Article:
Shot by Shot Analysis of Georges Melies’s forgotten masterpiece “The Dreyfus Affair” (1899)
I am just going to start out by saying that the BEST work by Georges Melies is not “Le Voyage dans la Lune” or the other countless knock off “Sci Fi” or magic trick films that have him placed as one of the most studied and talked about directors from this primitive period in cinema history.
The overlooked truth is that Georges Melies had a drive in him to tell stories about the trial and endeavor of human will, no doubt in part because of the time period in which he was lucky enough to live but also because he saw the possibilities of power that was held in this new art form. He knew that cinema would truly find its form and place not with spectacles but with the honest depictions of life around all of us.
Unfortunately George Melies gave us more spectacle than substance because the man had to make a living but the small groups of work in that vein he left us with are something to treasure as seminal pieces of both narrative and character. In 1899 Melies made an 11 reel serial that would become known as The Dreyfus Affair, a bleak, violent, contemporary ( for the time ) look at a controversial world event that was GOING ON AT THE EXACT same time that Melies was making a dramatic narrative about it. its rare to find other examples of such a project, and its hard to imagine such a project taking place today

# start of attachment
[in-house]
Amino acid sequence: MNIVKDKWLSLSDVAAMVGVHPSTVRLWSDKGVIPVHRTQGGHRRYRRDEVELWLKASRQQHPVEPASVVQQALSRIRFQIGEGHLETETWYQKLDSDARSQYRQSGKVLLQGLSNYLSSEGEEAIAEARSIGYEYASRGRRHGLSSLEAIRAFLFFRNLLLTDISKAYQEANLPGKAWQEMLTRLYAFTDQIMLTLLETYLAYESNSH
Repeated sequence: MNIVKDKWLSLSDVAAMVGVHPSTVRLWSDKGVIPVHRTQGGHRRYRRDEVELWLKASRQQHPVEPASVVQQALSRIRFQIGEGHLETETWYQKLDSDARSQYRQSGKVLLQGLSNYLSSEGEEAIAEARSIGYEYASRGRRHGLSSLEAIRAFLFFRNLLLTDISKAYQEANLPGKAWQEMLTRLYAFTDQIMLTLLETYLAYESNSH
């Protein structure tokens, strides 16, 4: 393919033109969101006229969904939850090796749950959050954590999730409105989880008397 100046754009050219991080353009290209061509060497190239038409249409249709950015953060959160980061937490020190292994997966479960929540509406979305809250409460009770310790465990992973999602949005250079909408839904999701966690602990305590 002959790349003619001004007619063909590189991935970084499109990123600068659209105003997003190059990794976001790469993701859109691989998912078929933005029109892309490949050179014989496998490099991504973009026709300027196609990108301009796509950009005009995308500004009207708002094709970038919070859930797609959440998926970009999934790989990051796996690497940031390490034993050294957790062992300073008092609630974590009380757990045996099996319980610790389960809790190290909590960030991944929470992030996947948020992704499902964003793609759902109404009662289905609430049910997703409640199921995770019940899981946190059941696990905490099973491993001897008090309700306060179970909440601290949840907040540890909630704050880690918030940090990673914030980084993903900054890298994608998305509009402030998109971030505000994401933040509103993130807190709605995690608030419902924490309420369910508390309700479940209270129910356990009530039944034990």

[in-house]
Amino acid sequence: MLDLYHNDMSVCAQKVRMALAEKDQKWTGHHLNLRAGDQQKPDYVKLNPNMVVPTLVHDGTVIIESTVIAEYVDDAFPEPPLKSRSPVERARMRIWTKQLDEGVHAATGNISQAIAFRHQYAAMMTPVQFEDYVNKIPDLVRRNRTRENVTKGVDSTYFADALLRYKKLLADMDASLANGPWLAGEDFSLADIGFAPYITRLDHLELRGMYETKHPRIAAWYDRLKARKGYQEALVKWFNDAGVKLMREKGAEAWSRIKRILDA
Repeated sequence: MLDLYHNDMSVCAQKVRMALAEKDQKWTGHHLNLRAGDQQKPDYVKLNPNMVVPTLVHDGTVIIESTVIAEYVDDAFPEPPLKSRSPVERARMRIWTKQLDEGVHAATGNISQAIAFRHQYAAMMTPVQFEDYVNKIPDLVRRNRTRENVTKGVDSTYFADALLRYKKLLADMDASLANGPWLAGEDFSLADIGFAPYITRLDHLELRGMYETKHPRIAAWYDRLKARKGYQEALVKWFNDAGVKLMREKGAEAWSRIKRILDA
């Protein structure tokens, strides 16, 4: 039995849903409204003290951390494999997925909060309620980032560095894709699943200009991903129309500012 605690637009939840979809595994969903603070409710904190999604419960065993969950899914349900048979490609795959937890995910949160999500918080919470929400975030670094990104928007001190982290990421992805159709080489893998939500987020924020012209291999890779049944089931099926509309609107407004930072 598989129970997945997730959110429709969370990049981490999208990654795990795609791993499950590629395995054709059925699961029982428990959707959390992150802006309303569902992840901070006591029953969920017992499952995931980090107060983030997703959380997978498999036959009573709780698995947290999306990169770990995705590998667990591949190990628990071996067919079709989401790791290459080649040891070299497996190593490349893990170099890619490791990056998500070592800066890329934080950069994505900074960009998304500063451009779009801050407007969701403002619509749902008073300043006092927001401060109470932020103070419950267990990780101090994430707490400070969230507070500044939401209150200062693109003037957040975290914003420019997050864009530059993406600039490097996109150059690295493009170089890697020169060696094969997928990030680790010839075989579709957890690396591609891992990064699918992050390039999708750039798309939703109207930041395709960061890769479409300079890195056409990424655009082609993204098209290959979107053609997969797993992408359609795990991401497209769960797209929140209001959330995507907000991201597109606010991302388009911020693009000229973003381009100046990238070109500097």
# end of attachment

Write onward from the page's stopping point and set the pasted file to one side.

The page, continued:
Historically The Dreyfus Affair was a french political scandal that started in 1894 lasting until 1904 – in which a young military captain Alfred Dreyfus was convicted of treason and sent to life in prison. After four years in prison another third party investigation led to evidence that pointed Ferdinand Walsin Esterhazy as the real culprit but high ranking french officials suppressed this information, acquitted Esterhazy after a two day trial, and then convicted Dreyfus of ANOTHER crime based upon falsified documents. Word of this misconduct with the military began to spread, as well as accusations of antisemitism within the high ranks of the Armées Françaises. In 1898 an article was published by famed author Emile Zola bringing to light this very injustice which pressured the government to reopen the case and finally in 1899 Dreyfus returned o stand Trial once again and set free. ( although the trial in 1899 resulted in another conviction and a ten year prison sentence, Dreyfus was pardoned and set free )